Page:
Dear Abigail: A Letter to a Little Granddaughter by Richard H Rees is a wonderful book in which the author — husband, grandfather, and father — shares a journey of love and loss, navigating the currents of grief, and celebrating a family that suffers from a cycle of ovarian cancer. Richard and Rachel have loved each other deeply since their teenage years, getting married at twenty-one. In spite of their painful histories, they are bound by a love that complements the childhood years marked by hardship. After welcoming two lovely kids into the family, Rachel is hit by ovarian cancer — which runs in her family — and dies. Carys, their daughter, gets frequent screenings for ovarian cancer, but she is also diagnosed with it while pregnant and she doesn't live to see her baby, Abigail, on her second birthday. What will happen to Abigail? Will it be the same tale of separation from those she loves deeply?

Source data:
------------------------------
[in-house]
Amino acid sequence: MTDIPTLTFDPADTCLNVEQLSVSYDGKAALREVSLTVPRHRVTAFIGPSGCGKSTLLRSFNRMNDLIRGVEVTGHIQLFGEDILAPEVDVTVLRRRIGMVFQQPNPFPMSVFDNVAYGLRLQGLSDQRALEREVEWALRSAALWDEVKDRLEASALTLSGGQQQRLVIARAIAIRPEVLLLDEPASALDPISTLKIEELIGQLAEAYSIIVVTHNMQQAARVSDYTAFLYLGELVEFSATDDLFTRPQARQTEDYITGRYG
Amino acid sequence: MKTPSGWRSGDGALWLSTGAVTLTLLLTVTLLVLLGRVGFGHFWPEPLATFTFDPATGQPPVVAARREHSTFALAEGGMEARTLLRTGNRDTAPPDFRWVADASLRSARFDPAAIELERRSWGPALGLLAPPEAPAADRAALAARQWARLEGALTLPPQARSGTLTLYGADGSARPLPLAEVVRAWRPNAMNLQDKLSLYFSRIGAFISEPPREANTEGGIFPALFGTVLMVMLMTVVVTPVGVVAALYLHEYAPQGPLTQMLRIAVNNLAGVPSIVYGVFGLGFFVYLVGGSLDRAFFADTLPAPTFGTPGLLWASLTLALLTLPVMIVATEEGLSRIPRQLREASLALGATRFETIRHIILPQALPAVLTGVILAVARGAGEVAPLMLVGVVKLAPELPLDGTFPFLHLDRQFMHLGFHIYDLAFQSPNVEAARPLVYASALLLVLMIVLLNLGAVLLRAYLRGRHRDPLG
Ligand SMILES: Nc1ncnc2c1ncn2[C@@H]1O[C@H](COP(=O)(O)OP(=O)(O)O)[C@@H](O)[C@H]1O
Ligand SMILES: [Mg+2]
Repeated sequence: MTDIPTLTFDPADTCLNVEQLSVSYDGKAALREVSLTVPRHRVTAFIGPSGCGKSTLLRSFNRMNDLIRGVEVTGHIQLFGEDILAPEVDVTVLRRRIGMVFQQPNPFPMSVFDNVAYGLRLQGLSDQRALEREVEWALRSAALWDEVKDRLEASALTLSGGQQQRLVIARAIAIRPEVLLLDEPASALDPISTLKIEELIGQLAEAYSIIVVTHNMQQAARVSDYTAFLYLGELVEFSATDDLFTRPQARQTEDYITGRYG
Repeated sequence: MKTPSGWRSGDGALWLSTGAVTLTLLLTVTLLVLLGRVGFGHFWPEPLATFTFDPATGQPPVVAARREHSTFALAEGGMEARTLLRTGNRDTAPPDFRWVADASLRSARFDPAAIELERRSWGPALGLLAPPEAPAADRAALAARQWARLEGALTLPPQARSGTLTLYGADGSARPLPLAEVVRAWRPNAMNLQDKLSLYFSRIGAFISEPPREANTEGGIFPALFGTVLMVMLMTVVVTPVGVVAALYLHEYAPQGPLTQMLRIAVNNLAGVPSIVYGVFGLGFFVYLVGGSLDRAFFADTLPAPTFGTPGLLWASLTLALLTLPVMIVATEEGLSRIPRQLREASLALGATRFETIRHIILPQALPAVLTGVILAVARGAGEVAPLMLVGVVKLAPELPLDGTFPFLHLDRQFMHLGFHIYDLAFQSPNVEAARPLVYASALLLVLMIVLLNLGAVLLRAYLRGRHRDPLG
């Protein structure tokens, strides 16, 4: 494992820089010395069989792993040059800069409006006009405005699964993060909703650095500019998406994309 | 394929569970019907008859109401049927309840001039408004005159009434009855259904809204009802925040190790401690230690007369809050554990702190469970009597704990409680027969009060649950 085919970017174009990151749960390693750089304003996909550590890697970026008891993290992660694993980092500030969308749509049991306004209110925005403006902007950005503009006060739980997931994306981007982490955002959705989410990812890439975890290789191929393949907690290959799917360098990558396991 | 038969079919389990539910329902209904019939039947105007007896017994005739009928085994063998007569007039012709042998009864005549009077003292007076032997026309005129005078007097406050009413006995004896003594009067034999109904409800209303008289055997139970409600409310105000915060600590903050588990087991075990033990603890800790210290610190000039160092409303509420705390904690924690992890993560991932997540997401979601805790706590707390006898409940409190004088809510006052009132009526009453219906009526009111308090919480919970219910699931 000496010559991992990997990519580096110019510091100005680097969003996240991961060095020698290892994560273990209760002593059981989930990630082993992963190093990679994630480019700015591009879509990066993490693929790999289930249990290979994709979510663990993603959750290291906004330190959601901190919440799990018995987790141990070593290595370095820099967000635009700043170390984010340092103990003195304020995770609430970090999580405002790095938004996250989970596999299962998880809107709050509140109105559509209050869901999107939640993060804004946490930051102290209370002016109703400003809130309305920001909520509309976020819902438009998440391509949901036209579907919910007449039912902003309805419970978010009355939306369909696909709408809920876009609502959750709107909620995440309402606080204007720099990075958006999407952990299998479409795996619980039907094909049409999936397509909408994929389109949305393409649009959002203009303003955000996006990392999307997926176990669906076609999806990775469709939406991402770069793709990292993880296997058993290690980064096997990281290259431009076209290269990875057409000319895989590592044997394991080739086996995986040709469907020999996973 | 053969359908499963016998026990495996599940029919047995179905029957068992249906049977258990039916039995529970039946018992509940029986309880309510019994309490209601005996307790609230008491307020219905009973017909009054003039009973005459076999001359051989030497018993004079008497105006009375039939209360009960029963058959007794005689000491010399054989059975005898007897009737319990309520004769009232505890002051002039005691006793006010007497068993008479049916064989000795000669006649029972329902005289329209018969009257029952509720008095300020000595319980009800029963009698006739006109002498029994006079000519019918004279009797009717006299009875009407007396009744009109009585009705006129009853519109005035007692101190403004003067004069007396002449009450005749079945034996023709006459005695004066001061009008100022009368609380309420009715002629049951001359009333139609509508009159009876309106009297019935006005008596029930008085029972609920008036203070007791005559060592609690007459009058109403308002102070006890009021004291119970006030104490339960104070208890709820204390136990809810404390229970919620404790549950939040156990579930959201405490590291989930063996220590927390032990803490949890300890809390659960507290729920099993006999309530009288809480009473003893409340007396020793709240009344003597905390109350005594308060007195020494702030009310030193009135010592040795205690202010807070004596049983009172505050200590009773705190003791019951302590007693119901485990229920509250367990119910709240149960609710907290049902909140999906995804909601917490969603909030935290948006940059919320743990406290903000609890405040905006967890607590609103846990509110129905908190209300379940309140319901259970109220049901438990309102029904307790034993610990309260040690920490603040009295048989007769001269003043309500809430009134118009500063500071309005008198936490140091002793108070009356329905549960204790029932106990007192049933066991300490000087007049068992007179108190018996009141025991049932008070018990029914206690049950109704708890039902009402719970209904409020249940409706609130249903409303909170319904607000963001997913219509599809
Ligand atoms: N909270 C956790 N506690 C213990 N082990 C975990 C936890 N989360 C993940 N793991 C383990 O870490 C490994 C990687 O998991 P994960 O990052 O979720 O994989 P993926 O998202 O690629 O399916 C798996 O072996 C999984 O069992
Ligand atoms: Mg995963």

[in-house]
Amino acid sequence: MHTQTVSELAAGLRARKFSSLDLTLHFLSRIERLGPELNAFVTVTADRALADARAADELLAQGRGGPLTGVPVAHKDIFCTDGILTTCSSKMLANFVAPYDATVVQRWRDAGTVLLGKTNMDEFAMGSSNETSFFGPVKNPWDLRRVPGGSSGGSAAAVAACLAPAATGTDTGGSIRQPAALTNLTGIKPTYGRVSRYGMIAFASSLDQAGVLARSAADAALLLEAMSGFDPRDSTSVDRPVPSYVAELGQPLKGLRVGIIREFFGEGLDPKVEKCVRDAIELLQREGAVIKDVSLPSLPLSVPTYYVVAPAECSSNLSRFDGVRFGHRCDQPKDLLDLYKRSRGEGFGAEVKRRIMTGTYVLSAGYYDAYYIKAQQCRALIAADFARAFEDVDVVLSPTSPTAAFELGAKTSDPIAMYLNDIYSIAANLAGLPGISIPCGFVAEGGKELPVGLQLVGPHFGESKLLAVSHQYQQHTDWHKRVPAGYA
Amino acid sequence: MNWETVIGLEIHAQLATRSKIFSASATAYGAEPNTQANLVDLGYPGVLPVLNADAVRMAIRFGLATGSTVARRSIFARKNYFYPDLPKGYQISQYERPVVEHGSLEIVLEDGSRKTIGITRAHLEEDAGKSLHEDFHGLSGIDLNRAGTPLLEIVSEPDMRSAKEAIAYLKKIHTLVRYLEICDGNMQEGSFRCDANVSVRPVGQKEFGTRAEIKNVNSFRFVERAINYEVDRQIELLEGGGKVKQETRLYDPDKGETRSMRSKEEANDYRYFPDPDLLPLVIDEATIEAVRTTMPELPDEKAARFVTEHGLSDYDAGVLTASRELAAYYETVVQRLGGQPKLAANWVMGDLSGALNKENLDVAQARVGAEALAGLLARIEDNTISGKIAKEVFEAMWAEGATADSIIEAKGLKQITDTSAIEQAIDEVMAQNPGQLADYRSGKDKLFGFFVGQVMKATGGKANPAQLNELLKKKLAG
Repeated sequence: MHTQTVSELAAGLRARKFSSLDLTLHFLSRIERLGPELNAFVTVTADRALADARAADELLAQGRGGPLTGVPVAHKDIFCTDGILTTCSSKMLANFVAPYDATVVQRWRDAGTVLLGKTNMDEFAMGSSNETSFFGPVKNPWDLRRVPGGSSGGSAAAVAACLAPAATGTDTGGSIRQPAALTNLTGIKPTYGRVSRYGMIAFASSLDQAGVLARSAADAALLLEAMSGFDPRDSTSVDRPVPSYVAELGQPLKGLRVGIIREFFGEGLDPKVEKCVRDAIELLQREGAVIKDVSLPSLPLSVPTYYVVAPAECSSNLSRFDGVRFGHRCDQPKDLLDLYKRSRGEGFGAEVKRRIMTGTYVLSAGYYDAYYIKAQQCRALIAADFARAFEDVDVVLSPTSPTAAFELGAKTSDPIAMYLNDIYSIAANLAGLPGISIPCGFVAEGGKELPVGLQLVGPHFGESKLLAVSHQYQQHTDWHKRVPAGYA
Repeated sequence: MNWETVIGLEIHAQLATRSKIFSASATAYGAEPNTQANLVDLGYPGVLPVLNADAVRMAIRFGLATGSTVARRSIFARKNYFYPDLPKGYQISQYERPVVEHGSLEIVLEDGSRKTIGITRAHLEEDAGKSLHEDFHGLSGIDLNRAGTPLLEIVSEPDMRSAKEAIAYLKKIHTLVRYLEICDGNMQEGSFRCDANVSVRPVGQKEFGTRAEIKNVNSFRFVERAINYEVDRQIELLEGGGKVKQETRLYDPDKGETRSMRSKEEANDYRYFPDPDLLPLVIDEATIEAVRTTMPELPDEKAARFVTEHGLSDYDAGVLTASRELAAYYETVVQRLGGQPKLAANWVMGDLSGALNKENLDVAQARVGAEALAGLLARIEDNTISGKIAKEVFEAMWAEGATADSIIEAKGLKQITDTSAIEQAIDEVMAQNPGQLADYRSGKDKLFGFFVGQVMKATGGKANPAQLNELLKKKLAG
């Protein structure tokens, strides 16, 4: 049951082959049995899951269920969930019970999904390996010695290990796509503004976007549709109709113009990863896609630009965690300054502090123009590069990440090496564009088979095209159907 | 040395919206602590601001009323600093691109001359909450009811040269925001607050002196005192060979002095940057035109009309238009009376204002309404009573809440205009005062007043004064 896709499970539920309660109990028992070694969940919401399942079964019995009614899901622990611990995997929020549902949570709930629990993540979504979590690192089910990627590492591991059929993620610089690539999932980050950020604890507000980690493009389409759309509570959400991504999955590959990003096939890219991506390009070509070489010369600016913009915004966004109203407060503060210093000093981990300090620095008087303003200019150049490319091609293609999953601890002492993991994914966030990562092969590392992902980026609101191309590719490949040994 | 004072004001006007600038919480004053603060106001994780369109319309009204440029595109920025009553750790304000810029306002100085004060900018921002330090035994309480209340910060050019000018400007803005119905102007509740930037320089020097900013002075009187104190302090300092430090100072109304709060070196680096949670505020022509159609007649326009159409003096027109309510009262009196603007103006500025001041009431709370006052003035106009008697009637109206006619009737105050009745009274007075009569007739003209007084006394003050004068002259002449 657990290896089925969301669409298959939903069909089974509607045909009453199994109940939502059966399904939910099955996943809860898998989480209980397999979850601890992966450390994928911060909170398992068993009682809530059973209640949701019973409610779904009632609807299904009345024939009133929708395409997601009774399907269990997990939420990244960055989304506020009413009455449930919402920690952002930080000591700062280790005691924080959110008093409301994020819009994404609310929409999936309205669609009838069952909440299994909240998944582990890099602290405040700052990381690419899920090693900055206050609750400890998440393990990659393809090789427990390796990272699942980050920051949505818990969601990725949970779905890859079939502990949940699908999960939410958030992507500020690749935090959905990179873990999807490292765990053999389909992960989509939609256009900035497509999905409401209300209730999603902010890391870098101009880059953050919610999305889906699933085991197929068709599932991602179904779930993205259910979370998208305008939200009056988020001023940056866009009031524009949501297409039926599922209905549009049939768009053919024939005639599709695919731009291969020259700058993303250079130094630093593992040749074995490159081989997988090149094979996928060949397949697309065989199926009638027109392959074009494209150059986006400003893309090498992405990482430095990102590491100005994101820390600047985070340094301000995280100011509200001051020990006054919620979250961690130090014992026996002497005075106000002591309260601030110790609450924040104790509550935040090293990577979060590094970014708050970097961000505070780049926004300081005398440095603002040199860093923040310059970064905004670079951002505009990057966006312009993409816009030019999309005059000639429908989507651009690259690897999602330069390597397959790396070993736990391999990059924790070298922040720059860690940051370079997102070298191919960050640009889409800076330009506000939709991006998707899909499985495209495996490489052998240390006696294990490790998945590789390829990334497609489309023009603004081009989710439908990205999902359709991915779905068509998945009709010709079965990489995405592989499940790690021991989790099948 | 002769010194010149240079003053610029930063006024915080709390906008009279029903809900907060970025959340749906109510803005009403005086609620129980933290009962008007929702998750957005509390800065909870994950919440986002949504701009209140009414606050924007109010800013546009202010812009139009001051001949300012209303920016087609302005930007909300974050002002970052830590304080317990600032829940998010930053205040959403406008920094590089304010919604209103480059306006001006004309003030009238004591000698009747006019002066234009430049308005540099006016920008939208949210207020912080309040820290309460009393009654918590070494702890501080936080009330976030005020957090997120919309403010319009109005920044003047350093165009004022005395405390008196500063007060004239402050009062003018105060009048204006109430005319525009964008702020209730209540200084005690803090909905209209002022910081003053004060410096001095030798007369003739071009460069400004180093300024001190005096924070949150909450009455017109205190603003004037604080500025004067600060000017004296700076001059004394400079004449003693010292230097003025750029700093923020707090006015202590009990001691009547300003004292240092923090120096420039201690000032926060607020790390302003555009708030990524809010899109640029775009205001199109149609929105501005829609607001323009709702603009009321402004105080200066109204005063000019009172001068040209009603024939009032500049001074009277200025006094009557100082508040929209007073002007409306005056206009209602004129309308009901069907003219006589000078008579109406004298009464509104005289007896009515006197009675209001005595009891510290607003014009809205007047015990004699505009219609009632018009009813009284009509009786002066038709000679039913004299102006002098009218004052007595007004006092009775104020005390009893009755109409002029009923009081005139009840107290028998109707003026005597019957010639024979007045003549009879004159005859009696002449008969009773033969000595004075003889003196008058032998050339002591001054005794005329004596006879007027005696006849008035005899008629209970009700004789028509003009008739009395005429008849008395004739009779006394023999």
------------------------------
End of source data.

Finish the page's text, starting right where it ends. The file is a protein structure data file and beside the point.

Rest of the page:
This is a memoir that is beautifully written, in language that is enticing, and with a voice that touches the readers' hearts powerfully. The book is addressed to ''little sixpence,'' what ''Mummy-in-Heaven used to call'' Abigail, and the opening instantly introduces the readers to the intimate tone of this spellbinding narrative. It is the genetic life story of Abigail, a story that explores themes of love and loss, of grief and hope in a family. The book is brimming with realism and the author infuses the writing with a rare sense of humor, allowing readers sparkling glimpses of the alacrity imbued in human intercourse and the joy that punctuates the life of this family. I loved the way the threads that bind members of the family are written into the story, members that are both alive and dead, and the memoir leaves readers with one powerfully resounding message — love endures and the dead are alive in the memories they create with the living. Dear Abigail is a book that celebrates the humanity of those who have been loved by the author. It will bring tears to the eyes of readers and arouse lofty sentiments in their hearts. It is such a beautiful story of love, pain, and humanity.